xu2018representation ) introduced jumping connections into final aggregation mechanism in order to extract knowledge from different layers of graph convolutions. However, this simple change of GCN architecture exhibited inconsistent empirical performance for different aggregation operators, which cannot demonstrate the successful construction of deep layers. In addition, LanczosNet liao2019lanczosnet utilizes Lanczos algorithm to construct low rank approximations of the graph Laplacian and then can exploit multi-scale information. Moreover, APPNP (Approximate Personalized Propagation of Neural Predictions, klicpera2018predict ) leverages the relationship between GCN and personalized PageRank to derive an improved global propagation scheme.

Based on the aforementioned works, we argue that a key direction of constructing deep graph models lies in the efficient exploration and effective combination of information from different orders of neighbors. Due to the apparent sequential relationship between different orders of neighbors, it is a natural choice to incorporate boosting algorithm into the design of deep graph models. As an important realization of boosting theory, AdaBoost freund1999short is extremely easy to implement and keeps competitive in terms of both practical performance and computational cost hastie2009multi

. Moreover, boosting theory has been used to analyze the success of ResNets in computer vision field 

huang2017learning and AdaGAN tolstikhin2017adagan has already successfully incorporated boosting algorithm into the training of GAN.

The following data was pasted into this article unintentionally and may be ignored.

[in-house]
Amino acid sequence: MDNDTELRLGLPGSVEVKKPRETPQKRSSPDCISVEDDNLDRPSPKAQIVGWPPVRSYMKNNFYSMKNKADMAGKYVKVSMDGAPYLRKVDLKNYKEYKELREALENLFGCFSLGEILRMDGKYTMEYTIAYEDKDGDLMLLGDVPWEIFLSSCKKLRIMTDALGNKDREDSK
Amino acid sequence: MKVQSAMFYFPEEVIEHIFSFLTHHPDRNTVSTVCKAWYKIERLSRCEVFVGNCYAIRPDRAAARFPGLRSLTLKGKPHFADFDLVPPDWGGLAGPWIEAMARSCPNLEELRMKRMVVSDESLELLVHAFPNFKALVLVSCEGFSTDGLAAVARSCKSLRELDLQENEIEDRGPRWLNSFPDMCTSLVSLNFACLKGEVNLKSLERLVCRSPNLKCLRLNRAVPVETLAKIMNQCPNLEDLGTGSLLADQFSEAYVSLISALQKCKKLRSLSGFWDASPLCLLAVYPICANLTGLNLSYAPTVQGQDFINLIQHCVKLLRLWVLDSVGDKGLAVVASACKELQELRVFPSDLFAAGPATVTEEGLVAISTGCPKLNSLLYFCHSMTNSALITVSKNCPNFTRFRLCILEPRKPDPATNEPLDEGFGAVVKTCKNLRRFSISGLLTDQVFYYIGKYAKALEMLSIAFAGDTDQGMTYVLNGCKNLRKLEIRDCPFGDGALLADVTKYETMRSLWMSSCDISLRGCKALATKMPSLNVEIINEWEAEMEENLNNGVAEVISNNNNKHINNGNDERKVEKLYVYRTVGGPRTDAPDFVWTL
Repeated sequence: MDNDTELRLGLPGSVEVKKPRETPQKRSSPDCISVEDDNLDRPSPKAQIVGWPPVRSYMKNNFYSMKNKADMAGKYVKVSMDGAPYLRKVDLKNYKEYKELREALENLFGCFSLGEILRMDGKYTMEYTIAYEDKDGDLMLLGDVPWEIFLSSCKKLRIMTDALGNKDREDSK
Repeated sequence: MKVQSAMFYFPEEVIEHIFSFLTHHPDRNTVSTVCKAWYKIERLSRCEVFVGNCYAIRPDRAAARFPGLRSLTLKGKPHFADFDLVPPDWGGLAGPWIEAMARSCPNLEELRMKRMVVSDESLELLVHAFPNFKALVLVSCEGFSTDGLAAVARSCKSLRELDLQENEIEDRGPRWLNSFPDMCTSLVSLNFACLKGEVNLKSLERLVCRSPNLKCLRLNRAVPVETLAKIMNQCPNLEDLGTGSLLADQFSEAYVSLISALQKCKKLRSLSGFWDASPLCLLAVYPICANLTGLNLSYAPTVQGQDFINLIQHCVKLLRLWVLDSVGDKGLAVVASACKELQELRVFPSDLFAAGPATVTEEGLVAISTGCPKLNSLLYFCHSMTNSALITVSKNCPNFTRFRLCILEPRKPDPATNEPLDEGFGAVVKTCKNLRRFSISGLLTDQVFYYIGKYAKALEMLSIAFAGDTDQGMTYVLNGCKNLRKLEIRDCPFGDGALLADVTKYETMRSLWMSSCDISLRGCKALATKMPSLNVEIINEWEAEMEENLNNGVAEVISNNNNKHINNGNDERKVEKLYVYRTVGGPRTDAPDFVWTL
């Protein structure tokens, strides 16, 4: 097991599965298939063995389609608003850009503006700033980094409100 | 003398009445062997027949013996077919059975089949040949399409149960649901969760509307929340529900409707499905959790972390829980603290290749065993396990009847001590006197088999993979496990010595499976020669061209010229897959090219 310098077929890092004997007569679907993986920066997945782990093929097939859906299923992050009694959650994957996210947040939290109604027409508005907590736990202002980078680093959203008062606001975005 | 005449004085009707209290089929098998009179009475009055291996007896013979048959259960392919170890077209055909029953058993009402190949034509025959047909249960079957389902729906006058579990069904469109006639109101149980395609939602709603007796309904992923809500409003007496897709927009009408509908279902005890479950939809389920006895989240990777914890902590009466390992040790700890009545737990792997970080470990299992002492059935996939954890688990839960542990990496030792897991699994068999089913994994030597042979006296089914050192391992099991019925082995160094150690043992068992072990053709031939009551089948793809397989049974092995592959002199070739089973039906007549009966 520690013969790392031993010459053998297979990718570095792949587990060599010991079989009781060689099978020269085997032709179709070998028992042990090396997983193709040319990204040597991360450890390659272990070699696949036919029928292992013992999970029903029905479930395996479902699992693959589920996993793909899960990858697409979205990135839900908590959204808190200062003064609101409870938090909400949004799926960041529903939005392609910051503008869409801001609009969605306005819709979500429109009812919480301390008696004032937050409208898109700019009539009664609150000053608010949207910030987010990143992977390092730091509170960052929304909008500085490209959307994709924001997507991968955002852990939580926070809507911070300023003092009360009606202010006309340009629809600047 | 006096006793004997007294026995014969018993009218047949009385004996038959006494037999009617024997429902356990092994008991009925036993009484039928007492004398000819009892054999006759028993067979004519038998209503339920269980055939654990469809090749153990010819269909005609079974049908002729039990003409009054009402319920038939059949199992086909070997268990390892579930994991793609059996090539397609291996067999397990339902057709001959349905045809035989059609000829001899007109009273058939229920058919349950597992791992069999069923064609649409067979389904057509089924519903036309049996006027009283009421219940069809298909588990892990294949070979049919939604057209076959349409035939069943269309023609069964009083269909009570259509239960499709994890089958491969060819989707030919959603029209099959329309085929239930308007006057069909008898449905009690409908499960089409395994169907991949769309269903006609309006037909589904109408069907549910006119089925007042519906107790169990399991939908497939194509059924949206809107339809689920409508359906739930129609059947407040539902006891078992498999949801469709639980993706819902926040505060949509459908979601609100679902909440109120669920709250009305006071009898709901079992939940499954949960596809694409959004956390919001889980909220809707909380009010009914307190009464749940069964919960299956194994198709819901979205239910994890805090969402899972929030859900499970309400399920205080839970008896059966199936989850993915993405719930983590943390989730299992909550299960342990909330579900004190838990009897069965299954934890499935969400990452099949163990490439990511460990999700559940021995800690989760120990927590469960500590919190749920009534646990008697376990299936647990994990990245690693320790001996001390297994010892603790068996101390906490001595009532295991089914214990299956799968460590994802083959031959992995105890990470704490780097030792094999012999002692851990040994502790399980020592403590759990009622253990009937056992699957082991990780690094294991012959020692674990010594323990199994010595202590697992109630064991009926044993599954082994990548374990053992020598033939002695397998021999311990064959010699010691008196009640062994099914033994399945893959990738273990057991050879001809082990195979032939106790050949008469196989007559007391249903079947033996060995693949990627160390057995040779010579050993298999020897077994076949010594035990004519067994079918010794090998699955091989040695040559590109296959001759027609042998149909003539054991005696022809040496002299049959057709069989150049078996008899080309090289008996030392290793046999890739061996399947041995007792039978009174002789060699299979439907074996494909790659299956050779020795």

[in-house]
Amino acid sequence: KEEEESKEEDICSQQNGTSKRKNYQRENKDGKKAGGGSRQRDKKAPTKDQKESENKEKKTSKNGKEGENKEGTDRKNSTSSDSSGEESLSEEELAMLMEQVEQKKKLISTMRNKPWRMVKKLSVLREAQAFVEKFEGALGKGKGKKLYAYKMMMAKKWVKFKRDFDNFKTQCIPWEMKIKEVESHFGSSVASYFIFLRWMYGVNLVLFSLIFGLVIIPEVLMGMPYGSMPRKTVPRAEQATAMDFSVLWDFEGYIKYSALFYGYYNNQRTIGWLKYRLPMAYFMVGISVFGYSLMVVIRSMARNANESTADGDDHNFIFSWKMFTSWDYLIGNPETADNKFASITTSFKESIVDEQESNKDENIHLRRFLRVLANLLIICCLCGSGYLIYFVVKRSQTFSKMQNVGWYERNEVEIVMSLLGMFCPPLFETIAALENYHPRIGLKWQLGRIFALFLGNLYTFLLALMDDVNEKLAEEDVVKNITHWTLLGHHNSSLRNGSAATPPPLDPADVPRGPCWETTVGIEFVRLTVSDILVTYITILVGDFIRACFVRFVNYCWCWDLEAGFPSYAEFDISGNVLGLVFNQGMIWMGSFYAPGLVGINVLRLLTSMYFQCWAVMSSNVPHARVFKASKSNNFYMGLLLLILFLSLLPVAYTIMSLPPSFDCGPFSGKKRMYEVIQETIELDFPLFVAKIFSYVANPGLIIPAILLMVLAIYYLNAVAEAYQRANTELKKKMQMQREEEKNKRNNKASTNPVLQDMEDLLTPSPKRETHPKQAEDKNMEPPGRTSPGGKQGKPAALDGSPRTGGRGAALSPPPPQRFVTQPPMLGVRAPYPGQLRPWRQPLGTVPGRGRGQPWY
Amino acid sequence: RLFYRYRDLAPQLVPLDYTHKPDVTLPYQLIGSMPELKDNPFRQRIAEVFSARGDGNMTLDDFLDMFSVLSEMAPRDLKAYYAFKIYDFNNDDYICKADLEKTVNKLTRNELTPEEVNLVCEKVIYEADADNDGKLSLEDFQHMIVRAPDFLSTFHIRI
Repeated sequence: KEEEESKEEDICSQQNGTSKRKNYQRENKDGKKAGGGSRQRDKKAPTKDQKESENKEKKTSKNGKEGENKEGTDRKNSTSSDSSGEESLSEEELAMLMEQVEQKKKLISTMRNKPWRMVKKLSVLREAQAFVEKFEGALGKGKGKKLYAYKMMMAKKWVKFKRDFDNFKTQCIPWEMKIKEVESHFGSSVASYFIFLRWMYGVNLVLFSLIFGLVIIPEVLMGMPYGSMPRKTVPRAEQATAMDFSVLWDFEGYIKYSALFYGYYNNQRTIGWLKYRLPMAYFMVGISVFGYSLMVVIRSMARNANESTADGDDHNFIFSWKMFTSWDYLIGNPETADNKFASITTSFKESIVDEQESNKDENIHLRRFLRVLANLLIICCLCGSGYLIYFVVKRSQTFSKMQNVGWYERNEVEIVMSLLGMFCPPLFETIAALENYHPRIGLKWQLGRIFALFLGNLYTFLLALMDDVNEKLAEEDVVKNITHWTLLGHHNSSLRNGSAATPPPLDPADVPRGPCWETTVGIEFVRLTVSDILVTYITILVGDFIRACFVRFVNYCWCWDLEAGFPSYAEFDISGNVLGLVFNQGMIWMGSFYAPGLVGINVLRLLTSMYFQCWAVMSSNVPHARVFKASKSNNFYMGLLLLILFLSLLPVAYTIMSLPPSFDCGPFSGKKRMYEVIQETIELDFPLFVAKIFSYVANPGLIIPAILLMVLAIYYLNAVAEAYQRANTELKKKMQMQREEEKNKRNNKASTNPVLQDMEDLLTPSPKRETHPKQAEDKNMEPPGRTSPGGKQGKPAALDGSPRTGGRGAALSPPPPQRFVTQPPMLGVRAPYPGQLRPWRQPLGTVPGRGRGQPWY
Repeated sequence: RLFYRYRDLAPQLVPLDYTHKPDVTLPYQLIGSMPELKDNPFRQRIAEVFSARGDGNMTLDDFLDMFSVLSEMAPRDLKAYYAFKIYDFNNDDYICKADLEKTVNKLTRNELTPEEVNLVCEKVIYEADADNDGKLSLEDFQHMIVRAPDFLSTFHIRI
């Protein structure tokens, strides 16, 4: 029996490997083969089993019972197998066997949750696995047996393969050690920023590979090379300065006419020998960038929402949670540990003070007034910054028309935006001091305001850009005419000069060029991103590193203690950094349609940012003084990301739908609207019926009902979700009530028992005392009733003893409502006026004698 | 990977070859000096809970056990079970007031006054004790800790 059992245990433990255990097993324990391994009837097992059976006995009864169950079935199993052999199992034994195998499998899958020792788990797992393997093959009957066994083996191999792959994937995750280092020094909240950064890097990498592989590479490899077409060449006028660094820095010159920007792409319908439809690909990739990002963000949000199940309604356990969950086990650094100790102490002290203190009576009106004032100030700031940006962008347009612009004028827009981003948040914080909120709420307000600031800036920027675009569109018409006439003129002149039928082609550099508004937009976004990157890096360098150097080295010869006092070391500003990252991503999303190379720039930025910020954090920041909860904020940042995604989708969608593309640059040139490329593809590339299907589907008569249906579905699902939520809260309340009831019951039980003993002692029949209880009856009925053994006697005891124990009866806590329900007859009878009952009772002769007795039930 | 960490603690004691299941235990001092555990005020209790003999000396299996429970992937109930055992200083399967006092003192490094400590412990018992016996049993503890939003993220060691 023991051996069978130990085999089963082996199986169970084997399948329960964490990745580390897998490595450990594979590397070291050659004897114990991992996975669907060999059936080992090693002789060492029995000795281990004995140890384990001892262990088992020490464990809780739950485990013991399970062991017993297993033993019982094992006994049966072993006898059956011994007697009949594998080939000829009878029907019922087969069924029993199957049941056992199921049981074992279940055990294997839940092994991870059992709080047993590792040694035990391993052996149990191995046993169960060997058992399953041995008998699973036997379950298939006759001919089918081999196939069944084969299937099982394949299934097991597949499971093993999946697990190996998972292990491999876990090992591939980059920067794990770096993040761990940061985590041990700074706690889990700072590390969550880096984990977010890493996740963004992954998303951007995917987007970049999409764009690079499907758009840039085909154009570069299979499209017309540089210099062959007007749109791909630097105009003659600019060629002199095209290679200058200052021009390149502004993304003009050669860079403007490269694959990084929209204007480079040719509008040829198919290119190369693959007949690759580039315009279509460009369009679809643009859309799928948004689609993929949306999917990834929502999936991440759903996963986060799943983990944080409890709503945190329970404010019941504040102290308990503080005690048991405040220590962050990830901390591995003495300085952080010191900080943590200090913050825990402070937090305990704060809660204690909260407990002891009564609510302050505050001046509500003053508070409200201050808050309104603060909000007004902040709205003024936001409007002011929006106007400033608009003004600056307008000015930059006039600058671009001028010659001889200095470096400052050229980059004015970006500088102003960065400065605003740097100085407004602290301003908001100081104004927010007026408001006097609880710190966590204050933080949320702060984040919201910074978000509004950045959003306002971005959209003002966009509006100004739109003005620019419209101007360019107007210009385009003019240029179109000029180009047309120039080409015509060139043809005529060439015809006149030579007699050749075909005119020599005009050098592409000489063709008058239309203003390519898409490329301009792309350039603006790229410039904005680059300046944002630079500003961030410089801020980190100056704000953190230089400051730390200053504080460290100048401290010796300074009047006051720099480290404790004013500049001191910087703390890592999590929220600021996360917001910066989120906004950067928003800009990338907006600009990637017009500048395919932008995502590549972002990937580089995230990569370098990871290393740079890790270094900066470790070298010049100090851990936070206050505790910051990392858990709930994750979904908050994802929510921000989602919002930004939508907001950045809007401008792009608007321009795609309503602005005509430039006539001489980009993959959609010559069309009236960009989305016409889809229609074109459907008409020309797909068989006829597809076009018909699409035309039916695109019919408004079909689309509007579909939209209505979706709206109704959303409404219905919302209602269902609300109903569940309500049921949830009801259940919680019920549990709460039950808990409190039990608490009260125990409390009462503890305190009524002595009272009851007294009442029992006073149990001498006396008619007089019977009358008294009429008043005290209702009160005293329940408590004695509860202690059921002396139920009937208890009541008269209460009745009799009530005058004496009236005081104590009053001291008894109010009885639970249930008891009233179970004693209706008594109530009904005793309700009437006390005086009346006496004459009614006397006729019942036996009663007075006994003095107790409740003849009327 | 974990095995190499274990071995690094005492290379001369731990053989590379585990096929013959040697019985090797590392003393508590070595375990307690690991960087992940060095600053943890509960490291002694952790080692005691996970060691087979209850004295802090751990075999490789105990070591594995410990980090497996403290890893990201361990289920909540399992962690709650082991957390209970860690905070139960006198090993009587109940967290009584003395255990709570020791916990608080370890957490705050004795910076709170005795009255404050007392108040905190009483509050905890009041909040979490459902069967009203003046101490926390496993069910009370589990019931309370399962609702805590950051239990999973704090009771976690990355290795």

In this work, we focus on incorporating AdaBoost into the design of deep graph convolutional networks in a non-trivival way. Firstly, in pursuit of the introduction of AdaBoost framework, we refine the type of graph convolutions and thus obtain a novel RNN-like GCN architecture called AdaGCN. Our approach can efficiently extract knowledge from different orders of neighbors and then combine these information in an AdaBoost manner with iterative updating of the node weights. Also, we compare our AdaGCN with existing methods from the perspective of architectural difference to show the benefits of our method. Finally, we conduct extensive experiments to demonstrate the state-of-the-art performance of our approach and computational advantage over other alternatives.

2 Our Approach: AdaGCN

2.1 Establishment of AdaGCN

In the vanilla GCN model kipf2016semi for semi-supervised node classification, the graph embedding of nodes with two convolutional layers is formulated as:


where and denote the feature and the adjacent matrix, respectively. and is the degree matrix of . In addition, is the input-to-hidden weight matrix and is the hidden-to-output weight matrix where is the number of classes.

Our key motivation of constructing deep graph models is to efficiently explore information of high-order neighbors and then combine these messages from different orders of neighbors in an Adaboost way. Nevertheless, if we naively extract information from high-order neighbors based on GCN, we are faced with stacking layers’ parameter matrix , which is definitely costly in computation. In this paper, we propose to remove ReLU to avoid the expensive joint optimization of multiple parameter matrices; and Simplified Graph Convolution (SGC) felix2019simplifying also adopted this practice, arguing that nonlinearity between GCN layers is not crucial and the majority of the benefits arises from local averaging of features of the neighborhood. Then the simplified graph convolution is formulated as: